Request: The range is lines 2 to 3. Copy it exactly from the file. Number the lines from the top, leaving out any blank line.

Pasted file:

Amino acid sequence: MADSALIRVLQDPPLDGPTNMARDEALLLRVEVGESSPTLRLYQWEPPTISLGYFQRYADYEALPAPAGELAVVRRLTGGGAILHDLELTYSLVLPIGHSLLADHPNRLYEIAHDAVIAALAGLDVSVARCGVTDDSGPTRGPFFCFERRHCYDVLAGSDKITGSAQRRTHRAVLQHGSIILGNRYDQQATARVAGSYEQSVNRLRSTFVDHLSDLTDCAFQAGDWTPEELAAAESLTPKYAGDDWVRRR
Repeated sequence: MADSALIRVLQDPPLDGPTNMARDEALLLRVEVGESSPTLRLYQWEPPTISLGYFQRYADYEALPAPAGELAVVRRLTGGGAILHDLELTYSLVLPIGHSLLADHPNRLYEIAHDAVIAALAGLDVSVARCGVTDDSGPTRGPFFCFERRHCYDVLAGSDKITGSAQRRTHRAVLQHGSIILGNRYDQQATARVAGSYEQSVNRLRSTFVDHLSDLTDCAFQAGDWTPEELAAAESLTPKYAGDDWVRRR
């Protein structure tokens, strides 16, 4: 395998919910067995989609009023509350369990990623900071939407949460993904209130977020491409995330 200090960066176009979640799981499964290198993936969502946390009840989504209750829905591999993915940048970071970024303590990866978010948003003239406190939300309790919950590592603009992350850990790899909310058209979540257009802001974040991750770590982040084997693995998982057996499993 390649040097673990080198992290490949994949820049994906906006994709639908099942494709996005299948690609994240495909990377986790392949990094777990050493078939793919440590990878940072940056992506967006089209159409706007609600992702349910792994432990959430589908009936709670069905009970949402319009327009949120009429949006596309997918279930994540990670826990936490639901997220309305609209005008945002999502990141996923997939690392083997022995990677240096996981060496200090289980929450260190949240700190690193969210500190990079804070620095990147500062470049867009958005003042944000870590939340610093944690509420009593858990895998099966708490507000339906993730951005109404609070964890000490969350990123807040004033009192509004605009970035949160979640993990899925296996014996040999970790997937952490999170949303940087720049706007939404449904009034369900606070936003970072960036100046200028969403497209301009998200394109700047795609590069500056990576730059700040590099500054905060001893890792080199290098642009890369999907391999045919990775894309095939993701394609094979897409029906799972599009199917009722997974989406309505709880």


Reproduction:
Repeated sequence: MADSALIRVLQDPPLDGPTNMARDEALLLRVEVGESSPTLRLYQWEPPTISLGYFQRYADYEALPAPAGELAVVRRLTGGGAILHDLELTYSLVLPIGHSLLADHPNRLYEIAHDAVIAALAGLDVSVARCGVTDDSGPTRGPFFCFERRHCYDVLAGSDKITGSAQRRTHRAVLQHGSIILGNRYDQQATARVAGSYEQSVNRLRSTFVDHLSDLTDCAFQAGDWTPEELAAAESLTPKYAGDDWVRRR
């Protein structure tokens, strides 16, 4: 395998919910067995989609009023509350369990990623900071939407949460993904209130977020491409995330 200090960066176009979640799981499964290198993936969502946390009840989504209750829905591999993915940048970071970024303590990866978010948003003239406190939300309790919950590592603009992350850990790899909310058209979540257009802001974040991750770590982040084997693995998982057996499993 390649040097673990080198992290490949994949820049994906906006994709639908099942494709996005299948690609994240495909990377986790392949990094777990050493078939793919440590990878940072940056992506967006089209159409706007609600992702349910792994432990959430589908009936709670069905009970949402319009327009949120009429949006596309997918279930994540990670826990936490639901997220309305609209005008945002999502990141996923997939690392083997022995990677240096996981060496200090289980929450260190949240700190690193969210500190990079804070620095990147500062470049867009958005003042944000870590939340610093944690509420009593858990895998099966708490507000339906993730951005109404609070964890000490969350990123807040004033009192509004605009970035949160979640993990899925296996014996040999970790997937952490999170949303940087720049706007939404449904009034369900606070936003970072960036100046200028969403497209301009998200394109700047795609590069500056990576730059700040590099500054905060001893890792080199290098642009890369999907391999045919990775894309095939993701394609094979897409029906799972599009199917009722997974989406309505709880």